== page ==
Edit - also be keen to hear your verdicts on this one, it’s on my hit list.


Yes I bought 6 last year, it’s great and I’m slowly working my way through them. I don’t think it needs a long decant. I visited Domaine Maby last year and they said drink it from the bottle and it’s good for about 15 years.


In a brown paper bag, I suppose?


Well … I tasted straight on opening and again a few minutes ago, and goodness gracious me this one packs a punch; fortunately, a very gorgeous velvety punch. Very sweet intense fruit on first dibs - “sumptuous and extravagantly rich” indeed - but that’s already mellowed a bit 10 mins in. Lovely stuff and I know wife will certainly enjoy this one, in contrast often to the more savoury reds we tend to open when we do open a red.

I’ve decanted a bit of it anyway to see how long it lasts that way and what happens to it etc, but will keep the wine-in-bottle itself as our main supply. Looking forwards to this one :~}

Thank you for your thoughts & comments @Winestwit & @MattH


If anyone out there has any 2018 Candives left, now is a good time to get stuck in.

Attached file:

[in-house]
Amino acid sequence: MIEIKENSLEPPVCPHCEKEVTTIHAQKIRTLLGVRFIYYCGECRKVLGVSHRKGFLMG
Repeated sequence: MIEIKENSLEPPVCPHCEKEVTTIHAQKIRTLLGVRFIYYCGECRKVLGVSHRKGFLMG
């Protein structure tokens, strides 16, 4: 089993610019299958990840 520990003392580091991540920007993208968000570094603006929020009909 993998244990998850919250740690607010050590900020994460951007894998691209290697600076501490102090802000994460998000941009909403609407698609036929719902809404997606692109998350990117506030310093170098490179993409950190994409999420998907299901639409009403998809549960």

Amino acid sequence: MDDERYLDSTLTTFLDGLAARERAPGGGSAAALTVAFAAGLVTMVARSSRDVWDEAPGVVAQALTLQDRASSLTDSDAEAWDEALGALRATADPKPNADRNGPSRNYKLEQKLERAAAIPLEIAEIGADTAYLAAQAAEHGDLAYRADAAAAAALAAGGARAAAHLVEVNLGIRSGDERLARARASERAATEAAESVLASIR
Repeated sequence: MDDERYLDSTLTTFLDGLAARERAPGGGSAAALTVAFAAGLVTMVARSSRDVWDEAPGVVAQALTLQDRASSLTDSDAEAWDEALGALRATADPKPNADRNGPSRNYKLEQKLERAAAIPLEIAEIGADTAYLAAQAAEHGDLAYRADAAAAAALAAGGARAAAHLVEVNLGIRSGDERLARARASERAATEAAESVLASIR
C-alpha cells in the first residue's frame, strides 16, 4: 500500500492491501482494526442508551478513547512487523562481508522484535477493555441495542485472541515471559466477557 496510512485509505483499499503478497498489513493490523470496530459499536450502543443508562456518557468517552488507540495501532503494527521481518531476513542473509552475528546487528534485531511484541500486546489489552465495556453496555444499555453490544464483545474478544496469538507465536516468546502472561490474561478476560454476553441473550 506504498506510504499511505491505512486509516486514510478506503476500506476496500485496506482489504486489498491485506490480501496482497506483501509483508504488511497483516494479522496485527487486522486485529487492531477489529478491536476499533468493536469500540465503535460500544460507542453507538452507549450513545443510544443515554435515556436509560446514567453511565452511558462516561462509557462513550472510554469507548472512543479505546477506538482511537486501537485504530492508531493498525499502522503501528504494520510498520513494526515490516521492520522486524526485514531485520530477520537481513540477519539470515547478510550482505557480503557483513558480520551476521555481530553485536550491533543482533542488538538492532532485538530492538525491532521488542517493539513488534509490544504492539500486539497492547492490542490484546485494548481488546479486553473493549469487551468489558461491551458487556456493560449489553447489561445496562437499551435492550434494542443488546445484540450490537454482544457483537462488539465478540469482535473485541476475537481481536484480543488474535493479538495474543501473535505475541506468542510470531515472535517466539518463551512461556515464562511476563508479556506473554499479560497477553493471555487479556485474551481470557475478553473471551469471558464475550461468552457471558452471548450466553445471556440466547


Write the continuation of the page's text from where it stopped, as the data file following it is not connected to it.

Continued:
Delicious, like an alcoholic blueberry mouse. Fruity, rich & smooth as silk. Pleasant low level of acidity, barely noticable tanins.
Great now & my limited experience with this wine would suggest it’s not one for long keeping.


Good to know! Have to say I wasn’t fussed on my first three bottles, but maybe I jumped in too soon. They were okay, just a bit simple and a little bitter on the finish and I guess not the syrah bargain I was hoping for. But maybe my expectations were skewed.

Anyway, I’m probably going to take out the last three as part of my next pre-invoice reserves clearout :wine_glass:


It had come on leaps and bounds leveling out since finishing our first 6 about a year ago. It’s certainly not a complex cerebral wine, but rather its beauity lies in it’s simplicity and an almost featherweight lightness which i hadn’t expected. However along with the blueberry fruit and a touch of tapenade something else was present on the pallet we couldn’t quite put our fingers on…Mrs D said cheese, I said soap. No discernable bitterness on the finish.
Really wasn’t expecting anything too grand, and happily it exceeded what we were hoping for.